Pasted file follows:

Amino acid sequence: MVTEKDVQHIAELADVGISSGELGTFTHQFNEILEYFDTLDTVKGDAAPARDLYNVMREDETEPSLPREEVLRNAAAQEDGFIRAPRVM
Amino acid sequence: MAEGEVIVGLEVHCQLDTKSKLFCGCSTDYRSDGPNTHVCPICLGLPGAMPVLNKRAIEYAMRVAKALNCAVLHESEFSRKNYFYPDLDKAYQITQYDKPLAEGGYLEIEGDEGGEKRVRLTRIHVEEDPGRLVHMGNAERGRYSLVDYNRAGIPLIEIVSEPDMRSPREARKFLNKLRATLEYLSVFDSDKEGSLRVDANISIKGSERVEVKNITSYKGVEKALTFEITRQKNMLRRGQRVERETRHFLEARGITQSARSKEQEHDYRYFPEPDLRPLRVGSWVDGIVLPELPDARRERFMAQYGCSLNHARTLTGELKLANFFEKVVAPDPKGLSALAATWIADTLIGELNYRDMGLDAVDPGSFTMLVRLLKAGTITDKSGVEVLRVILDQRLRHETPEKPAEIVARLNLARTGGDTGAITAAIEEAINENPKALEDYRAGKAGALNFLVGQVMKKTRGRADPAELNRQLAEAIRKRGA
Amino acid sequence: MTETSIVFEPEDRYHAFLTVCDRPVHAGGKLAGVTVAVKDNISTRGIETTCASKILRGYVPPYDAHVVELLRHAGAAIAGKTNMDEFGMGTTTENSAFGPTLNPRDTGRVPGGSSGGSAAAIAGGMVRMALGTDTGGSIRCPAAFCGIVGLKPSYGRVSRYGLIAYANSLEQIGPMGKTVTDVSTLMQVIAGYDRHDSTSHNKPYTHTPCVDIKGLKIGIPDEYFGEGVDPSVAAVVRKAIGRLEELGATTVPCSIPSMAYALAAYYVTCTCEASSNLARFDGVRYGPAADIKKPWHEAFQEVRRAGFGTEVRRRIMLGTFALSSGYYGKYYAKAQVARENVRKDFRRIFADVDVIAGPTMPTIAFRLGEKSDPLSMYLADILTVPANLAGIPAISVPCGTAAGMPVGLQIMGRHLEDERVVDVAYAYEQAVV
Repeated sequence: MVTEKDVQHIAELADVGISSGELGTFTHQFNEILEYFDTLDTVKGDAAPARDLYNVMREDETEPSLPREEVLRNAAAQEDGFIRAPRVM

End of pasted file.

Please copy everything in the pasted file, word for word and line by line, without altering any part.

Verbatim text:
Amino acid sequence: MVTEKDVQHIAELADVGISSGELGTFTHQFNEILEYFDTLDTVKGDAAPARDLYNVMREDETEPSLPREEVLRNAAAQEDGFIRAPRVM
Amino acid sequence: MAEGEVIVGLEVHCQLDTKSKLFCGCSTDYRSDGPNTHVCPICLGLPGAMPVLNKRAIEYAMRVAKALNCAVLHESEFSRKNYFYPDLDKAYQITQYDKPLAEGGYLEIEGDEGGEKRVRLTRIHVEEDPGRLVHMGNAERGRYSLVDYNRAGIPLIEIVSEPDMRSPREARKFLNKLRATLEYLSVFDSDKEGSLRVDANISIKGSERVEVKNITSYKGVEKALTFEITRQKNMLRRGQRVERETRHFLEARGITQSARSKEQEHDYRYFPEPDLRPLRVGSWVDGIVLPELPDARRERFMAQYGCSLNHARTLTGELKLANFFEKVVAPDPKGLSALAATWIADTLIGELNYRDMGLDAVDPGSFTMLVRLLKAGTITDKSGVEVLRVILDQRLRHETPEKPAEIVARLNLARTGGDTGAITAAIEEAINENPKALEDYRAGKAGALNFLVGQVMKKTRGRADPAELNRQLAEAIRKRGA
Amino acid sequence: MTETSIVFEPEDRYHAFLTVCDRPVHAGGKLAGVTVAVKDNISTRGIETTCASKILRGYVPPYDAHVVELLRHAGAAIAGKTNMDEFGMGTTTENSAFGPTLNPRDTGRVPGGSSGGSAAAIAGGMVRMALGTDTGGSIRCPAAFCGIVGLKPSYGRVSRYGLIAYANSLEQIGPMGKTVTDVSTLMQVIAGYDRHDSTSHNKPYTHTPCVDIKGLKIGIPDEYFGEGVDPSVAAVVRKAIGRLEELGATTVPCSIPSMAYALAAYYVTCTCEASSNLARFDGVRYGPAADIKKPWHEAFQEVRRAGFGTEVRRRIMLGTFALSSGYYGKYYAKAQVARENVRKDFRRIFADVDVIAGPTMPTIAFRLGEKSDPLSMYLADILTVPANLAGIPAISVPCGTAAGMPVGLQIMGRHLEDERVVDVAYAYEQAVV
Repeated sequence: MVTEKDVQHIAELADVGISSGELGTFTHQFNEILEYFDTLDTVKGDAAPARDLYNVMREDETEPSLPREEVLRNAAAQEDGFIRAPRVM